Mass Shootings: Pathways to Prevention
Hamline University - Klas Center
Friday November 9th 2018 4:30 pm – 6:30 pm
The Hamline Center for Justice and Law presents Mass Shootings: Pathways to Prevention
For the past year, Dr. Jillian Peterson and Dr. James Densley have been leading a research study on mass shooters with a team of Hamline University students. They have created a database of 150 mass shooters coded on 50 life history variables, which has received international media attention.
This event is the first public report of the findings from this mass shooter database project including answers to public policy questions about mass shootings and mental illness, gun access, social media,and warning signs. The results have implications for new, innovative, evidence-based prevention strategies for schools, workplaces, and public events.
Recently, Dr. Peterson and Dr. Densley received a $300,000.00 grant from the National Institute of Justice to continue this project. In the next phase of the study, the research team will create a database of community level risk factors, conduct interviews with living mass shooters across the country, and conduct interviews in the communities where shootings occur.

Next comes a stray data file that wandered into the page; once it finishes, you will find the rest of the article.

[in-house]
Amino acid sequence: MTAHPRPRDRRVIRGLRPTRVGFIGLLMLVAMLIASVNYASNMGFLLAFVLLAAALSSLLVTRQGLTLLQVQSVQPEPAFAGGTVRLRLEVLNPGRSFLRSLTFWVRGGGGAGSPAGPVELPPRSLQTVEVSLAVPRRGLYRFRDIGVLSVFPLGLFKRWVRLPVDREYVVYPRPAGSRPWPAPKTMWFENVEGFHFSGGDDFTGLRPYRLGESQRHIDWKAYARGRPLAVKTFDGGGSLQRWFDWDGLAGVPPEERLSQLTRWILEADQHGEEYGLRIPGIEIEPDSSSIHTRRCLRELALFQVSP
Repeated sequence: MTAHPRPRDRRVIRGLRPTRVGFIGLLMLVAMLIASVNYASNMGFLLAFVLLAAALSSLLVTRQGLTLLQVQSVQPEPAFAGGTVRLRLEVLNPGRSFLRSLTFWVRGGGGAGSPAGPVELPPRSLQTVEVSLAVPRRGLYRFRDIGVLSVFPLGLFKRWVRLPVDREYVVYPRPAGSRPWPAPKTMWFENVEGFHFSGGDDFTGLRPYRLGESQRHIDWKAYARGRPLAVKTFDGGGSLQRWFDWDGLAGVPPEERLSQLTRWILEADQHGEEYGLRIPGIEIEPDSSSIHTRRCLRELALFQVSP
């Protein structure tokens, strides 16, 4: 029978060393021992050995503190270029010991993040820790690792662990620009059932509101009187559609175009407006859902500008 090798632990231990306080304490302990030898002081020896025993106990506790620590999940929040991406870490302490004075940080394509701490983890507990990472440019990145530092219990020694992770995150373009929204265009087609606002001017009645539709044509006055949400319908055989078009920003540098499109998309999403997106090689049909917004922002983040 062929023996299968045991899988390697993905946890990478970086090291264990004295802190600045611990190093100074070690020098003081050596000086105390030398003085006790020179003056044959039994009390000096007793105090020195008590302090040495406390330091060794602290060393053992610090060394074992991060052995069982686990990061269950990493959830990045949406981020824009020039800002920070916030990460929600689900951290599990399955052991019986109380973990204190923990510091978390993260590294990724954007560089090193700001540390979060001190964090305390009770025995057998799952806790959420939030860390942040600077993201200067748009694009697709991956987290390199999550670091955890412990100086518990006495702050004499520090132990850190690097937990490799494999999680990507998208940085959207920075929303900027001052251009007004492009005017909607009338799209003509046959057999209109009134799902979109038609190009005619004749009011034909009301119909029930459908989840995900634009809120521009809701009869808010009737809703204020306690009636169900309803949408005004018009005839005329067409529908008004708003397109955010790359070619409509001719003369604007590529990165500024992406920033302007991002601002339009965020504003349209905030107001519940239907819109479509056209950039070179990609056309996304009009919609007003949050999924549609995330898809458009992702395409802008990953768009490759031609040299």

Join us on Friday, November 9th from 4:30 – 6:30 pm in the Hamline University Klas Center (1537 W Taylor Avenue) - 3rd Floor Kay Fredricks room.
Check in begins at 4:00 pm. Light refreshments will be served.
This event is approved for 2 hours of continuing education credit by the Minnesota Board of Social Work, the Minnesota Board of Continuing Legal Education, and the Minnesota Board of Peace Officer Standards and Training
James Densley, Ph.D. is an associate professor of criminal justice at Metropolitan State University. Dr. Densley has a doctoral degree in sociology from Oxford University. Dr. Densley has received local, national, and international media attention for his work on street gangs, criminal networks, violence, and policing.
Jillian Peterson, Ph.D. is an assistant professor of criminal justice at Hamline University and the director of the Hamline Center for Justice and Law. Dr. Peterson has a doctoral degree in psychology and social behavior from the University of California, Irvine. Her areas of expertise include violent crime, mass violence, crisis intervention, forensic psychology, and evidence-based policy.
4:30: An overview of mass shootings and trends over time
5:00: Results from the mass violence database project including
mental illness, trauma, gun access, social media, and suicidality
5:45: Implications for evidence-based prevention strategies
6:00: Discussion, questions, future research, and plans for action
This event has ended